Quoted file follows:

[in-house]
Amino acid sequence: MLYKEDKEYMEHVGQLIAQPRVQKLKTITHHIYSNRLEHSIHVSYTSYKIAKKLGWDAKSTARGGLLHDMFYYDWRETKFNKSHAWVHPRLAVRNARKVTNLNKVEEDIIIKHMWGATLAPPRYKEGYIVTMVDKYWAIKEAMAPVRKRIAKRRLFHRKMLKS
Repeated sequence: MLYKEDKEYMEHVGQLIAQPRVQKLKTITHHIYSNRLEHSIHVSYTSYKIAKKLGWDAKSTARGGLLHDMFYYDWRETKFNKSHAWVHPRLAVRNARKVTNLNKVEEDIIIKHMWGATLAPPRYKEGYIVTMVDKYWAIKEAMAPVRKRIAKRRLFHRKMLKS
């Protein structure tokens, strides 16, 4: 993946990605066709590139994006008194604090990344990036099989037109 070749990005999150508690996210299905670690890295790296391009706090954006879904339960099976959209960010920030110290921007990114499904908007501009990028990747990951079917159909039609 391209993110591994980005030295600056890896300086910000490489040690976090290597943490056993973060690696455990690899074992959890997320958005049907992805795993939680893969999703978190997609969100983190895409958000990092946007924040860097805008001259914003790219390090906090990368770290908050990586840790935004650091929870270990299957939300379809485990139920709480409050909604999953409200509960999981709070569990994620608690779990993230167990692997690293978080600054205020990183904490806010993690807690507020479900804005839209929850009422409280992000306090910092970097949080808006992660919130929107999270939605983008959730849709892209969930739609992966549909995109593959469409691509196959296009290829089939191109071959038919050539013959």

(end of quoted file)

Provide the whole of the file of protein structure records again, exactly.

[in-house]
Amino acid sequence: MLYKEDKEYMEHVGQLIAQPRVQKLKTITHHIYSNRLEHSIHVSYTSYKIAKKLGWDAKSTARGGLLHDMFYYDWRETKFNKSHAWVHPRLAVRNARKVTNLNKVEEDIIIKHMWGATLAPPRYKEGYIVTMVDKYWAIKEAMAPVRKRIAKRRLFHRKMLKS
Repeated sequence: MLYKEDKEYMEHVGQLIAQPRVQKLKTITHHIYSNRLEHSIHVSYTSYKIAKKLGWDAKSTARGGLLHDMFYYDWRETKFNKSHAWVHPRLAVRNARKVTNLNKVEEDIIIKHMWGATLAPPRYKEGYIVTMVDKYWAIKEAMAPVRKRIAKRRLFHRKMLKS
């Protein structure tokens, strides 16, 4: 993946990605066709590139994006008194604090990344990036099989037109 070749990005999150508690996210299905670690890295790296391009706090954006879904339960099976959209960010920030110290921007990114499904908007501009990028990747990951079917159909039609 391209993110591994980005030295600056890896300086910000490489040690976090290597943490056993973060690696455990690899074992959890997320958005049907992805795993939680893969999703978190997609969100983190895409958000990092946007924040860097805008001259914003790219390090906090990368770290908050990586840790935004650091929870270990299957939300379809485990139920709480409050909604999953409200509960999981709070569990994620608690779990993230167990692997690293978080600054205020990183904490806010993690807690507020479900804005839209929850009422409280992000306090910092970097949080808006992660919130929107999270939605983008959730849709892209969930739609992966549909995109593959469409691509196959296009290829089939191109071959038919050539013959």